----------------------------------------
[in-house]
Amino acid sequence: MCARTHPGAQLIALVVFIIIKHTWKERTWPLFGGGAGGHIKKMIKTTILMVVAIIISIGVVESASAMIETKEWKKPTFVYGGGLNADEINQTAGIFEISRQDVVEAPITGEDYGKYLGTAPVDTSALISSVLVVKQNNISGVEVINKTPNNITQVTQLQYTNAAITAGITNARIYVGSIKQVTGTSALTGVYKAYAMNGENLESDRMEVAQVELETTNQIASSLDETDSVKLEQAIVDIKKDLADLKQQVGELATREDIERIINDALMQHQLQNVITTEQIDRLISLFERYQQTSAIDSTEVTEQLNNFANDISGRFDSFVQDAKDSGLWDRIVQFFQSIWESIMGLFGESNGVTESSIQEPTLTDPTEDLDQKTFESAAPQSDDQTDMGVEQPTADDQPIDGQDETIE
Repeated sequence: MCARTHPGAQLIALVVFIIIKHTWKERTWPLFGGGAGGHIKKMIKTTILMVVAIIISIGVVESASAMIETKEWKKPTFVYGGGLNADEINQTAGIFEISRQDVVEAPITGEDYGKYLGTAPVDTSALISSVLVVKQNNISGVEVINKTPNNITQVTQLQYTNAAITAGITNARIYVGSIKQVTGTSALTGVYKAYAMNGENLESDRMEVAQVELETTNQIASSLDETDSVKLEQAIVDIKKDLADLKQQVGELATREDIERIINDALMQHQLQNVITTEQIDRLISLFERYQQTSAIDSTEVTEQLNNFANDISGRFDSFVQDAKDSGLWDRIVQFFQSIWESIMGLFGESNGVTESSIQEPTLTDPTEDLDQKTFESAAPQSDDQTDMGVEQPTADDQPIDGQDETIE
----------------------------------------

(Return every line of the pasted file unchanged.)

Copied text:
[in-house]
Amino acid sequence: MCARTHPGAQLIALVVFIIIKHTWKERTWPLFGGGAGGHIKKMIKTTILMVVAIIISIGVVESASAMIETKEWKKPTFVYGGGLNADEINQTAGIFEISRQDVVEAPITGEDYGKYLGTAPVDTSALISSVLVVKQNNISGVEVINKTPNNITQVTQLQYTNAAITAGITNARIYVGSIKQVTGTSALTGVYKAYAMNGENLESDRMEVAQVELETTNQIASSLDETDSVKLEQAIVDIKKDLADLKQQVGELATREDIERIINDALMQHQLQNVITTEQIDRLISLFERYQQTSAIDSTEVTEQLNNFANDISGRFDSFVQDAKDSGLWDRIVQFFQSIWESIMGLFGESNGVTESSIQEPTLTDPTEDLDQKTFESAAPQSDDQTDMGVEQPTADDQPIDGQDETIE
Repeated sequence: MCARTHPGAQLIALVVFIIIKHTWKERTWPLFGGGAGGHIKKMIKTTILMVVAIIISIGVVESASAMIETKEWKKPTFVYGGGLNADEINQTAGIFEISRQDVVEAPITGEDYGKYLGTAPVDTSALISSVLVVKQNNISGVEVINKTPNNITQVTQLQYTNAAITAGITNARIYVGSIKQVTGTSALTGVYKAYAMNGENLESDRMEVAQVELETTNQIASSLDETDSVKLEQAIVDIKKDLADLKQQVGELATREDIERIINDALMQHQLQNVITTEQIDRLISLFERYQQTSAIDSTEVTEQLNNFANDISGRFDSFVQDAKDSGLWDRIVQFFQSIWESIMGLFGESNGVTESSIQEPTLTDPTEDLDQKTFESAAPQSDDQTDMGVEQPTADDQPIDGQDETIE